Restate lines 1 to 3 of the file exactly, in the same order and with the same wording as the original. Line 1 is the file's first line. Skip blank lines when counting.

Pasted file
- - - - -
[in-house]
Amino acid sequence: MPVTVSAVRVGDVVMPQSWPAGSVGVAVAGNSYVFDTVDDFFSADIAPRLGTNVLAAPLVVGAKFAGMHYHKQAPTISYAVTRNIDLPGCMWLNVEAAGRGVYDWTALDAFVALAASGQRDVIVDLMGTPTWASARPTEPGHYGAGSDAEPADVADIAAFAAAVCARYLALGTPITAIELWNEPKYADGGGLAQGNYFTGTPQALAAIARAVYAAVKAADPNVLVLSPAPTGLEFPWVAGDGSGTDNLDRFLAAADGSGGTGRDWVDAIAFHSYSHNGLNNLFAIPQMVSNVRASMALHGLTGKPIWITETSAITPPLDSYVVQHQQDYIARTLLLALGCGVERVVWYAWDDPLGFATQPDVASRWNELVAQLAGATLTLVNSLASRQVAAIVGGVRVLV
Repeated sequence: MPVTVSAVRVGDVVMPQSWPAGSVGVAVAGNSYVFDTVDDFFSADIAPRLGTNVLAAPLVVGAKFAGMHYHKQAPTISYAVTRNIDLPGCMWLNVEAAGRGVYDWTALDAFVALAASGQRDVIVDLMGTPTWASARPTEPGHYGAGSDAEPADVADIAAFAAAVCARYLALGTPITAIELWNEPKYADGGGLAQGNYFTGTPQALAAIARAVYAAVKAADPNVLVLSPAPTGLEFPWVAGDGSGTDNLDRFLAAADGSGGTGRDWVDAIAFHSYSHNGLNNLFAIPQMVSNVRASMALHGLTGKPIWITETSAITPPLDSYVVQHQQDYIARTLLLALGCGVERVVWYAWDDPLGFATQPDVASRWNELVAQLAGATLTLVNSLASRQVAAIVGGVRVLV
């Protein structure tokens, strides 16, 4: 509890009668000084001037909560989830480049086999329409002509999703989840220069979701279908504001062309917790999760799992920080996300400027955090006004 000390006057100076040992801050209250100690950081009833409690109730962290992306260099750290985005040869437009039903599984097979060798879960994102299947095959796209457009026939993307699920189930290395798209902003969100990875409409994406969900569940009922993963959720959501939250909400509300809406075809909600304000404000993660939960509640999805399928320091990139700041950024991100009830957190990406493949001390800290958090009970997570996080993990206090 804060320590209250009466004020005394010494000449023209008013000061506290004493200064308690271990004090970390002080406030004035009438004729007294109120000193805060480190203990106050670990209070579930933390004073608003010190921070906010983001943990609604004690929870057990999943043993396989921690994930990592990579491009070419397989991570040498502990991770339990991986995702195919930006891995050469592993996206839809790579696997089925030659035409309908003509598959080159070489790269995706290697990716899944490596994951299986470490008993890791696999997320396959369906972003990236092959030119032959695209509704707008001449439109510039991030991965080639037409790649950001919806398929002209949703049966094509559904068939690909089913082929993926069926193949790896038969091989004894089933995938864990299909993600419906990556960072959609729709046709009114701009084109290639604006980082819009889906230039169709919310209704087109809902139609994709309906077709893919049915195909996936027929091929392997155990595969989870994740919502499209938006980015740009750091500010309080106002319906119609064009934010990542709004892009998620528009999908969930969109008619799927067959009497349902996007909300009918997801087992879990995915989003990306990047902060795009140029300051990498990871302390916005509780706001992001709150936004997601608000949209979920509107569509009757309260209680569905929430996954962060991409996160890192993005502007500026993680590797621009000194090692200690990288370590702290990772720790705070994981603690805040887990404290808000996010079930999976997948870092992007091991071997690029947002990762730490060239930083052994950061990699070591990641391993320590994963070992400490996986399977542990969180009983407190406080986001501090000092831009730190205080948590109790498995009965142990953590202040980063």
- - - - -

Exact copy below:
[in-house]
Amino acid sequence: MPVTVSAVRVGDVVMPQSWPAGSVGVAVAGNSYVFDTVDDFFSADIAPRLGTNVLAAPLVVGAKFAGMHYHKQAPTISYAVTRNIDLPGCMWLNVEAAGRGVYDWTALDAFVALAASGQRDVIVDLMGTPTWASARPTEPGHYGAGSDAEPADVADIAAFAAAVCARYLALGTPITAIELWNEPKYADGGGLAQGNYFTGTPQALAAIARAVYAAVKAADPNVLVLSPAPTGLEFPWVAGDGSGTDNLDRFLAAADGSGGTGRDWVDAIAFHSYSHNGLNNLFAIPQMVSNVRASMALHGLTGKPIWITETSAITPPLDSYVVQHQQDYIARTLLLALGCGVERVVWYAWDDPLGFATQPDVASRWNELVAQLAGATLTLVNSLASRQVAAIVGGVRVLV
Repeated sequence: MPVTVSAVRVGDVVMPQSWPAGSVGVAVAGNSYVFDTVDDFFSADIAPRLGTNVLAAPLVVGAKFAGMHYHKQAPTISYAVTRNIDLPGCMWLNVEAAGRGVYDWTALDAFVALAASGQRDVIVDLMGTPTWASARPTEPGHYGAGSDAEPADVADIAAFAAAVCARYLALGTPITAIELWNEPKYADGGGLAQGNYFTGTPQALAAIARAVYAAVKAADPNVLVLSPAPTGLEFPWVAGDGSGTDNLDRFLAAADGSGGTGRDWVDAIAFHSYSHNGLNNLFAIPQMVSNVRASMALHGLTGKPIWITETSAITPPLDSYVVQHQQDYIARTLLLALGCGVERVVWYAWDDPLGFATQPDVASRWNELVAQLAGATLTLVNSLASRQVAAIVGGVRVLV